Full length debut which builds on the promise
A couple of months ago we reviewed a new EP by a band who had, its fair to say, achieved a lot in their short time.
Now, MV knows unsigned bands who are chuffed if they sell out their local boozer, but The Americans have bigger plans. Despite being unsigned at the time, these boys have already appeared on US TV talk shows such as The Late Show with David Letterman, and served as a backing band for Lucinda Williams, Nick Cave and Courtney Love. They also recorded an original song for Hal Willner’s Son of Rogue’s Gallery, an album of sea shanties and pirate songs featuring Tom Waits, Keith Richards, and Nick Cave, executive produced by Johnny Depp and their music is featured in the Michael Mann produced film Texas Killing Fields,
And why has this happened? Well, largely because they are fantastic.
Three of the four songs from the EP are right here (the one missing is our favourite “Gospel Roads”) and whilst it is always a worry as to whether a band can do it over a full-length album, those concerns are dispelled by the third track here.
Significant because the first two – the rabble-rousing Americana of “Nevada” and the EP’s title track “The Right Stuff” – are already well-thumbed, so for “Stowaway” a bluesy strutter at just under three minutes to enter the arena as confidently as it does is a relief.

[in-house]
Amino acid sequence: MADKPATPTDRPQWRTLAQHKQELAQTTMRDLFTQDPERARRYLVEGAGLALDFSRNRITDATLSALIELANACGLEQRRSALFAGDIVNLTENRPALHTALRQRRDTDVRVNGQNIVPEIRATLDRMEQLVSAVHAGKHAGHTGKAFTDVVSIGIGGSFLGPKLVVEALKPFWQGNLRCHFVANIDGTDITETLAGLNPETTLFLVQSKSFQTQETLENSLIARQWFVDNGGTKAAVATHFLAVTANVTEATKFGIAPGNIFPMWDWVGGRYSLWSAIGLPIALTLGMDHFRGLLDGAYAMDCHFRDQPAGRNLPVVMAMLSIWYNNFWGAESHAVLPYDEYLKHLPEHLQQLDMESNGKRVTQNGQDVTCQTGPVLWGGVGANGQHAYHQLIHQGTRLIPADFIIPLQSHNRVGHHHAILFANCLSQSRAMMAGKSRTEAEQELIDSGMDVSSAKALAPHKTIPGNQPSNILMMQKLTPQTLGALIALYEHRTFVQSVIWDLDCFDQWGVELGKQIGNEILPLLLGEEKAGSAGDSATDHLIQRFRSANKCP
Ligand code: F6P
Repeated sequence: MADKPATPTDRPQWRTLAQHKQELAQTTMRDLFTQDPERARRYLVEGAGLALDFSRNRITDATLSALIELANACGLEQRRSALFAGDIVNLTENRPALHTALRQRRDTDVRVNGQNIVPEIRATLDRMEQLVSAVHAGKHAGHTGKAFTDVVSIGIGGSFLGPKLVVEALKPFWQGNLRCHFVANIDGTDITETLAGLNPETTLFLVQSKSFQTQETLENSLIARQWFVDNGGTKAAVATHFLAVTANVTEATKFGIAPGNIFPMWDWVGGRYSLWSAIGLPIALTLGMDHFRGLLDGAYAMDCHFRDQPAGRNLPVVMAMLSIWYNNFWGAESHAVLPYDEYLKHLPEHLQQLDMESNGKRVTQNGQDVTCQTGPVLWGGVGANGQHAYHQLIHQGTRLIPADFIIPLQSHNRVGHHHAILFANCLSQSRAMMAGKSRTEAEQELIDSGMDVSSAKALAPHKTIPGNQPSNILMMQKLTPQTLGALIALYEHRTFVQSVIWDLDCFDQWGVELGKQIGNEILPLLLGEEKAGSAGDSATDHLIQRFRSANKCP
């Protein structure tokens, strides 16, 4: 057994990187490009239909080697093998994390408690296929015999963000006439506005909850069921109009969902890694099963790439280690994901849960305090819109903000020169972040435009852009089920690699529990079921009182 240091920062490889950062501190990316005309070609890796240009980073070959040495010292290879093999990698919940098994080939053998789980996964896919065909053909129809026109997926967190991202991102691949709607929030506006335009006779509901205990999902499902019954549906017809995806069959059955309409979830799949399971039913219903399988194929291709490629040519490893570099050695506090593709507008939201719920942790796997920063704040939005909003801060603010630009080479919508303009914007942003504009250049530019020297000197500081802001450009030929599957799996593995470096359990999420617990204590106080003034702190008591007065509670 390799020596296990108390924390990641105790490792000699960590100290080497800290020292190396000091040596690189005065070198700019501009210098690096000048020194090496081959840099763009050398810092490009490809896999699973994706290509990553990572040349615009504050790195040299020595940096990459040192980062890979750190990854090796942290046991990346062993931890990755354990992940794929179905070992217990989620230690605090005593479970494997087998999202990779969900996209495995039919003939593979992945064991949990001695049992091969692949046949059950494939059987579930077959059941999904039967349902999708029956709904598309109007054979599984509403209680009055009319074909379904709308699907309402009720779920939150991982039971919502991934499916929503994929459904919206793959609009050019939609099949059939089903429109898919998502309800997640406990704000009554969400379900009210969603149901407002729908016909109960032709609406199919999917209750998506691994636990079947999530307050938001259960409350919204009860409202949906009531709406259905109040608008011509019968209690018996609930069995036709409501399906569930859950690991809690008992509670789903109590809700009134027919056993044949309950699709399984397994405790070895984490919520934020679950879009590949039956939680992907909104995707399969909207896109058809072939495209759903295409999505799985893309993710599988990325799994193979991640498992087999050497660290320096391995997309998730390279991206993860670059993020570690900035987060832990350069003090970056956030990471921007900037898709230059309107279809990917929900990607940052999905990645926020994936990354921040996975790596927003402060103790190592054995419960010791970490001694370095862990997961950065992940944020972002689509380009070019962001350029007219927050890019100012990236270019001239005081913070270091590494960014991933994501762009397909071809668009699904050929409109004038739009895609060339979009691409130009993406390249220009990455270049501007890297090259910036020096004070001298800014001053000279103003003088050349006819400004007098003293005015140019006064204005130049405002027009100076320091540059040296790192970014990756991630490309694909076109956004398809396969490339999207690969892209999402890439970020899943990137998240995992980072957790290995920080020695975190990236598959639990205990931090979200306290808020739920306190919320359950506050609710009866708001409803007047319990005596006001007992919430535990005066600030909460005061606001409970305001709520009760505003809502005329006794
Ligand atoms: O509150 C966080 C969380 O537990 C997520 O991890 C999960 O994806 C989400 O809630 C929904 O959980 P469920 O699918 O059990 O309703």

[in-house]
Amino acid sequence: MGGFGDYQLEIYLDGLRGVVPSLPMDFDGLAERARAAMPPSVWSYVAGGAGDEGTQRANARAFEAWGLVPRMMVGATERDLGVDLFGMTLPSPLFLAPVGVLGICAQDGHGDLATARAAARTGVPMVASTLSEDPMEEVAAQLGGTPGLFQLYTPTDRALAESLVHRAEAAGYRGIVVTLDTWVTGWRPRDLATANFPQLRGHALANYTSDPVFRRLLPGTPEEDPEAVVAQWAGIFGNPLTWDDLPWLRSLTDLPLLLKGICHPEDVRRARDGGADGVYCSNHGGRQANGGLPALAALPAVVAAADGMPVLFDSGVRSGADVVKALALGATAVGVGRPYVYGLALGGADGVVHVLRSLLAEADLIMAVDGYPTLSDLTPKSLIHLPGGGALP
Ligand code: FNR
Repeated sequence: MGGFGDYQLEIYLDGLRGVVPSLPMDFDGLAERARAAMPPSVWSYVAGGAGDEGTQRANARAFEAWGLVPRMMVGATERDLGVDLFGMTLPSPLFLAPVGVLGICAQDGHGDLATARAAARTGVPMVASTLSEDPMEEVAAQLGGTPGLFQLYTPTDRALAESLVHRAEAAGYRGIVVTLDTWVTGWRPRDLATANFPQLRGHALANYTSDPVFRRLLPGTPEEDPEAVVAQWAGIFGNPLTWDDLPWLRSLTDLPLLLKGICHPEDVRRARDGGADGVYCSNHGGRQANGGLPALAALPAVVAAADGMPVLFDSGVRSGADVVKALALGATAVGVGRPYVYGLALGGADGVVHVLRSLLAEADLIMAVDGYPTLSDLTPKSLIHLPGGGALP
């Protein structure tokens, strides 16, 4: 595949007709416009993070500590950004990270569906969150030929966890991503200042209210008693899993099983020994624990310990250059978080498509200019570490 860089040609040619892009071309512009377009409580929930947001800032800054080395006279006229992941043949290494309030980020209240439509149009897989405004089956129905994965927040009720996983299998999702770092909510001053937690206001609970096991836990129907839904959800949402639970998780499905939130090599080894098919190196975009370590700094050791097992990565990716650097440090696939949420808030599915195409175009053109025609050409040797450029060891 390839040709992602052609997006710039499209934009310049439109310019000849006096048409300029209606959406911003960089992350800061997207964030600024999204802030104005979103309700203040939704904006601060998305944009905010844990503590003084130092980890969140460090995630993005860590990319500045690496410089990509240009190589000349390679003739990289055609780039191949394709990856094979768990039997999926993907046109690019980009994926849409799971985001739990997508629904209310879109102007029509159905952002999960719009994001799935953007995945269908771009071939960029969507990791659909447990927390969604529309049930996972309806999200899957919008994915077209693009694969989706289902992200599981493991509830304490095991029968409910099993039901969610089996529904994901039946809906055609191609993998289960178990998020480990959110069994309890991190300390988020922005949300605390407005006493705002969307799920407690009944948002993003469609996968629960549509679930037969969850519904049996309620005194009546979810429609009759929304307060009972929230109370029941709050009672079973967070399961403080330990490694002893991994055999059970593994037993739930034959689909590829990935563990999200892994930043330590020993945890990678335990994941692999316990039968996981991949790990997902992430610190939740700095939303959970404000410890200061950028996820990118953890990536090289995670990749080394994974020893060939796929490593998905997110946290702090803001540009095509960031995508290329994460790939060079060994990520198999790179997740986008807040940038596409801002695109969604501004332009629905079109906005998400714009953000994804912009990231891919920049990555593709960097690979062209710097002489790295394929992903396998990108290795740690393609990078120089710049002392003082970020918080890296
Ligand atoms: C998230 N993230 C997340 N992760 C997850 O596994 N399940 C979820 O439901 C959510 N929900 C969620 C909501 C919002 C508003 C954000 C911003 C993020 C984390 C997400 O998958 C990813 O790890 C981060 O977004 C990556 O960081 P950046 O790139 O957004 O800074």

There is something truly special about the way the three-piece, who profess a distrust of modern music, slip between sounds as if it is the most natural thing in the world. “I’ll Be Yours” is fragile and stripped back, while “Last Chance” is followed up with some old-time blues that might just only make perfect sense at about 3am when you’re trying to text an ex. “Even longing for you is sweet,” sings Patrick Ferris and you actually feel sorry for him.
But then, after this, they really take a left turn. “Hooky” is fuzzy, pulsing urgency, recalling the punk sounds of bands like The Sonics as if to prove that if you try to second guess The Americans you do so at your peril, frankly.
Their natural habitat, though, does seem to be blue-collar dirt roads, “Gone At Last” comes on like something off Brian Fallon’s solo record, and “Harbor Lane” kicks in with a guitar line that is like an updated take on Dire Straits’ “Walk Of Life.”
There is a timeless quality about the work here. Nothing is forced, either, it all seems to come naturally. “Long Way From Home” instantly transports you back to some diner in the 1960s and “Bronze Star” is a simply gorgeous love song that could have come from any point in musical history and not been out of place.
A band that started as buskers ends the record back where they began, with the acoustic “Daphne” and whilst their ability – and desire – to keep things as old school as possible is only to be applauded, The Americans are such a magnificent proposition that they might have to get used to being a huge rock n roll band.